Dates: Wednesday 30 October to Friday 1 November 2019 (Wednesday night by invitation only)

Venue: The Pavilion, Sandton Convention Centre, Maude Street, Sandton

Time: 17h00 to 21h00 each night

Tickets for Thursday and Friday nights: www.winex.co.za from 16 September.  Strictly no under 18s. 

Getting there and home:

 

Event Queries: www.winex.co.za for all details, list of exhibitors and wines in the lead-up to the show, and to register for Shop@Show. 

Contact: OutSorceress Marketing, telephone 011 482 5936 or email winex@outsorceress.co.za.

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CELEBRATE CHENIN AT PERDEBERG WINES

 

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Chenin Blanc has made huge strides in quality and popularity over the last few years, with a passionate group of producers aiming for the stars!

 

 

The first “Celebrate Chenin” Festival, presented by Perdeberg Wines will share this passion with wine lovers, showing off styles from serious barrel-fermented whites, easy-drinking fruity summer wine right up to Methóde Cap Classique bubblies and incredible dessert wines.

 

Twenty wineries will offer their wines for tasting and for sale directly to visitors. Food Trucks and live music will round off the experience.

 

DATE:                    Saturday 2 November, 11h00-16h00.

 

VENUE:                                Perdeberg Wines, Windmeul Rd, Agter-Paarl.  Visit www.perdeberg.co.za for more info.

 

TICKETS:               R250 online at Webtickets, R280 at the Box Office on site. Includes: Branded crystal glass, R60 food coupon, live music and free tastings.

 

 

Tagged in: Events Food Wine wine news
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Given the growing trend to produce wines that reflect a sense of place , it’s good to see Stellenbosch Hills join the mode with the release of a pair of classy limited edition wines that now form their flagship duo. The range will soon be expanded with the addition of a MCC.

Both the white, a wooded chenin blanc and the red blend have cork closures and attractive front labels, the former featuring a wild chestnut flower, the latter our beautiful sunbird , his beak deep in a Sugarbush Protea. These features are found on the farm(s) from where the grapes were sourced.

Kastanjeberg 2017 is a wooded chenin, produced from a single vineyard growing high on slopes facing False Bay. This is a bold, full-bodied chenin, offering aromas of honey and stone fruit and whiffs of vanilla from its time in oak. There is more fruit on the palate, where flavours of peach and apricot are complemented with some nuttiness, oak lending tannic structure and vanilla, and acidity assuring freshness. It’s a big wine in every sense (including high alcohol levels at 14,5%) and will make a good partner with complex poultry and game bird dishes, pork and also complement Asian fare from countries like Malaysia, Indonesia and Singapore.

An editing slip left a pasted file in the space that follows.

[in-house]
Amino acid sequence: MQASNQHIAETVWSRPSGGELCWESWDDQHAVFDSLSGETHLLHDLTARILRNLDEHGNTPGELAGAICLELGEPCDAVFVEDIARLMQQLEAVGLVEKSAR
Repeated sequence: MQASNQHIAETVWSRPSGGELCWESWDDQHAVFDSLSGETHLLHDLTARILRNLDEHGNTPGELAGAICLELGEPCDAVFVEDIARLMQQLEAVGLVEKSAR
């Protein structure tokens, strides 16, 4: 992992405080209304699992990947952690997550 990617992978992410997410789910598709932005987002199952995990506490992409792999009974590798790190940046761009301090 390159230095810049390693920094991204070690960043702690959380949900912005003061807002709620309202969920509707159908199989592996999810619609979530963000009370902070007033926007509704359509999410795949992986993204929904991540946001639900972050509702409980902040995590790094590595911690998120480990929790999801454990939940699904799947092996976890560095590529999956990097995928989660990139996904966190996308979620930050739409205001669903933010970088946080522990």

Suikerboschrand is a Cape blend from that superb vintage year 2015 and comprises one-third pinotage, with 29% shiraz, 14% cabernet sauvignon, 14% merlot and 10% petit verdot.  All the components were vinified separately and spent 24 months in new French oak before blending and bottling took place. This is a voluptuous blend, where an array of aromas – berries, chocolate, cigar box – are followed by a complexity of flavours on the palate, fruit melding with tannic structure from new oak. Alcohol levels of 14,5% do not overwhelm the wine which is both accessible and well balanced.

As these flagship wines are destined to be savoured by connoisseurs and those keen to know more, both about the “place” or terroir from where the harvests came, the age of the grapes, and – in the case of the chenin – how long the wine spent in wood, and was it first, second or third-fill oak, it seems a pity that these facts are neither on the labels nor can be found on the website. I would like to ask the winemaker why he decided that a bold, wooded chenin would offer a better sense of place, (that is the high single vineyard), than a wine where the grapes could have expressed their particular terroir.

The Kastanjeberg sells for R285 and the Suikerboschrand for about R385 both from the cellar and some boutique wine stores. Email info@stellenbosch-hills.co.za for more info.

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We have come to expect the best from Waterkloof wines, and I have yet to be disappointedThe estate’s fierce commitment to traditional organic and biodynamic methods is well-known and there is no doubt that these are reflected in the purity of their wines,  accompanied by a delicacy that promotes, rather than restrains,  expression of terroir. Add to this a natural elegance that  has long been winemaker Nadia Barnard-Langenegger’s  characteristic style, and you know what to expect as you unscrew the cap of the 2016 vintage of Waterkloof Circle of Life White.

Winelovers will be delighted to find the components listed on the front label – 67% sauvignon blanc, 29% chenin blanc and 4% splash of semillon. I found the sauvignon to be dominant both on the nose and slightly less so on the palate, but there are few typical chenin characteristics. The chenin has, however, softened the sauvignon's acidity and added a backdrop of flint Fruit is restrained, but adds roundness to the blend which lingers to a long, complex,  satisfying and serene finish. Moderate alcohol levels are in keeping.

Winemaker Nadia co-fermented the sauvignon and chenin in a combo of 600 litre barrels and concrete “eggs.” No additives were used, and extended time on the lees and with bottle maturation contribute to the fine integration that is characteristic of this blend.

A persuasive example of the positive effects of eco-farming, organic and biodynamic vini- and viticulture, this retails for around R160.